Allison's Book Bag

Mama’s Nightingale by Edwidge Danticat

Posted on: December 2, 2015

Mama’s Nightingale tells a serious but hopeful story about Saya, who is separated from her mother. Stirring illustrations and a tender tale show the human side of immigration in this picture book by Edwidge Danticat, who herself grew up in a family that was separated for years by immigration. Danticat’s book is dedicated to those young people like her main character, Saya, who are dreaming of the day when their family will be reunited.

For Saya, the reason for her mother not being home is that she doesn’t have the right papers to stay in the United States and so she is being held in an immigration detention center. Every night, Saya’s father writes to the mayor and to other politicians, as well as to judges and to reporters about their situation. No one ever replies. Every time, Saya and her father visit the detention center, the question arises as to when her mother can come home. No one has any idea. After one particularly emotional visit, Saya’s mother begins to mail tapes with stories she reads or makes up for Saya to hear. In response, Saya writes her own story. Her story changes the family’s future.

On the serious side, through her honest storytelling, Danticat provides real faces to the debate over immigration. While Saya’s story is fictional, it is inspired by real events. The author herself and her brother were separated from their parents for most of their childhood due to not having the right papers. She is not alone in her experience. According to the United States’ Department of Homeland Security’s Immigration and Customs Enforcement, over 70,000 parents of American-born children have been jailed and deported. In Mama’s Nightingale, Danticat has painted a poignant portrait of the difficult situation in which immigrant families often find themselves and given them a voice.

On the hopeful side, Saya finds comfort in the bedtime stories her mother records on cassette tapes and sends her. Saya and her father even listen to them together. In addition, her father faithfully cares for her, offers her advice, and tucks her in at night. Although his sadness is readily apparent, he never allows it to hinder him from his important role as a parent to Saya. When Saya responds to her mother with her own story, she also discovers the power of words. Readers will appreciate reading of how Saya’s story results in her mother being released. Finally, artist Leslie Staub tempers the upsetting circumstances with bright of colors and whimsical objects from the stories Saya’s mother tells.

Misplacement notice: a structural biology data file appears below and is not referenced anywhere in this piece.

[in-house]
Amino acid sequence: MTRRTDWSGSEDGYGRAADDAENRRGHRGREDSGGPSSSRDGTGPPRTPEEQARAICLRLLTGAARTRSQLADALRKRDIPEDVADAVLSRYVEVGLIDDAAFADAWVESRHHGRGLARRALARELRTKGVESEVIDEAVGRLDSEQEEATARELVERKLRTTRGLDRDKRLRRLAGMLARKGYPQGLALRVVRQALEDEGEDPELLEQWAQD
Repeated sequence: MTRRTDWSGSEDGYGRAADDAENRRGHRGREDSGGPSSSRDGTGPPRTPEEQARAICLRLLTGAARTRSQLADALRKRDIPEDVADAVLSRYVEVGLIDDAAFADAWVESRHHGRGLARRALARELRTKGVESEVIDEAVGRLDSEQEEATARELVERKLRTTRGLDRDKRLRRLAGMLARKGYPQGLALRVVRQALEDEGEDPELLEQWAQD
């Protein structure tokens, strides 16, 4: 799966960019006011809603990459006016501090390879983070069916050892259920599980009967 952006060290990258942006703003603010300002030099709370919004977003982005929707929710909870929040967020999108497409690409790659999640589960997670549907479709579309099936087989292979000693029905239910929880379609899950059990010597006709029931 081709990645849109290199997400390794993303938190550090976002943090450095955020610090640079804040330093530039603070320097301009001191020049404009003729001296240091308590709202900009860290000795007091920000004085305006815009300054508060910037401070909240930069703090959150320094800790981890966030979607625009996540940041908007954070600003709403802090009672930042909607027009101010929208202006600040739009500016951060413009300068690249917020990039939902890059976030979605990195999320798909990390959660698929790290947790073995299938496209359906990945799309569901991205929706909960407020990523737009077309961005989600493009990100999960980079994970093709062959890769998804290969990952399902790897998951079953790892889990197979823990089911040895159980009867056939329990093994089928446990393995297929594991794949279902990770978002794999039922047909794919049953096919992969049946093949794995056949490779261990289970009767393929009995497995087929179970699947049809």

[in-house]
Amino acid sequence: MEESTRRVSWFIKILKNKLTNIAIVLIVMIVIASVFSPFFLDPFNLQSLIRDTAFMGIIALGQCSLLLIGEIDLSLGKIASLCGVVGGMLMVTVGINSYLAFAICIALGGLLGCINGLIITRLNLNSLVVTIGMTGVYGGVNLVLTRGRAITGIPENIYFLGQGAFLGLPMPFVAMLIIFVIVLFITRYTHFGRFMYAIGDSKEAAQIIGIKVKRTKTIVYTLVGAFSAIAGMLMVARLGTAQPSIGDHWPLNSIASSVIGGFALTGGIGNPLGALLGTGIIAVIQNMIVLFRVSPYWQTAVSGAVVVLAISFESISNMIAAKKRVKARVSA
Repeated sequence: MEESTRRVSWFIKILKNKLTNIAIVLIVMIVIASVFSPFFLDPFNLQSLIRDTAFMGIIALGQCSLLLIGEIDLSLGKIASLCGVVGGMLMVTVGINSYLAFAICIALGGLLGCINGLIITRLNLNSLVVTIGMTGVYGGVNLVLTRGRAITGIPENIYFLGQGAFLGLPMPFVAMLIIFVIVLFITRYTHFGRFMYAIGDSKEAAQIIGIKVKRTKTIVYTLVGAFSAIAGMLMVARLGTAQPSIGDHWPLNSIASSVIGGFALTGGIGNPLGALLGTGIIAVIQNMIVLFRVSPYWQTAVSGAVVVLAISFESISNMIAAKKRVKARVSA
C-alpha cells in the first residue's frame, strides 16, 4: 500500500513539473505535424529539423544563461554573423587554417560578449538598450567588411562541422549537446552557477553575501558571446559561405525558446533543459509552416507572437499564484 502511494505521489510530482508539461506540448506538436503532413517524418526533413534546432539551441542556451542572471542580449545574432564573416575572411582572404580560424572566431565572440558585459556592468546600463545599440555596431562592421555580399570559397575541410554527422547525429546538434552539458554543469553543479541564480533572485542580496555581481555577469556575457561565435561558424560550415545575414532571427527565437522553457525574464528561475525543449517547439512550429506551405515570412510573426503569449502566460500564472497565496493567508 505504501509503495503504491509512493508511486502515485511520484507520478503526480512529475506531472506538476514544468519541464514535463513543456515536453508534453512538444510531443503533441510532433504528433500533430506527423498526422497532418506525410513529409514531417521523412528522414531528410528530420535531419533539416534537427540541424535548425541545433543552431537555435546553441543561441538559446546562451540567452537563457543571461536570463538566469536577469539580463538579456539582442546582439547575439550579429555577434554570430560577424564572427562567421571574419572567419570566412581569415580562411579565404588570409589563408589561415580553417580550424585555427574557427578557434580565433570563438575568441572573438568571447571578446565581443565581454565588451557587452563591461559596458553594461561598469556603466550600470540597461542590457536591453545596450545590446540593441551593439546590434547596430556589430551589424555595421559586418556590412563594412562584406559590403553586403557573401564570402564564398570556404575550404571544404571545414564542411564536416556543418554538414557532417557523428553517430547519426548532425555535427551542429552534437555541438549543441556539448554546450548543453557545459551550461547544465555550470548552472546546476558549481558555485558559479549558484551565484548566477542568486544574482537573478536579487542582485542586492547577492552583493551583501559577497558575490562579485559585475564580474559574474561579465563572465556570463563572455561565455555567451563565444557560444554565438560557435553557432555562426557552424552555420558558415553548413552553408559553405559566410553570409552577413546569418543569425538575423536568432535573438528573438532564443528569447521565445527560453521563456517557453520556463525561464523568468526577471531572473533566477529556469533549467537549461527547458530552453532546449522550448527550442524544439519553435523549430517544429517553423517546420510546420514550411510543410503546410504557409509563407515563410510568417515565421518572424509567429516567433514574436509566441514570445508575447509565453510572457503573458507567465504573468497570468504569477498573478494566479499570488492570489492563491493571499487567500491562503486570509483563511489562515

Mama’s Nightingale is a powerful story. Young people in a similar situation will take comfort in Saya’s story. For those young people not impacted by immigration, Mama’s Nightingale makes a great discussion starting point. So many questions can be addressed such as: What are the right papers? Why doesn’t Saya’s mom have them? How can the proper papers be obtained? Why do immigrants need papers in the first place? Mama’s Nightingale is a tale that will make a difference in everyone who reads it.

My rating? Bag it: Carry it with you. Make it a top priority to read.

How would you rate this book?


Leave a Reply

Fill in your details below or click an icon to log in: Logo

You are commenting using your account. Log Out / Change )

Twitter picture

You are commenting using your Twitter account. Log Out / Change )

Facebook photo

You are commenting using your Facebook account. Log Out / Change )

Google+ photo

You are commenting using your Google+ account. Log Out / Change )

Connecting to %s

Allisons' Book Bag Logo

Spring Reviews

Almost a year after I announced that it was time to take a step back from this blog, Allison's Book Bag is still here. I'm slowly working back up to weekly reviews again. Each week, there will be one under any of these categories: Advanced Reader Copies, animal books, religious books, or diversity books. Some will come in the form of single reviews and others in the form of round-ups. Just ahead, there will be reviews of:

  • Freddy the Frogcaster and the Terrible Tornado by Janice Dean
  • The Distance Between Us by Reya Grande
  • Hearts of Fire from The Voice of Matyrs



Cat Writers’ Association
Artists Helping Animals

Enter your email address to subscribe to this blog and receive notifications of new posts by email.

Join 295 other followers

%d bloggers like this: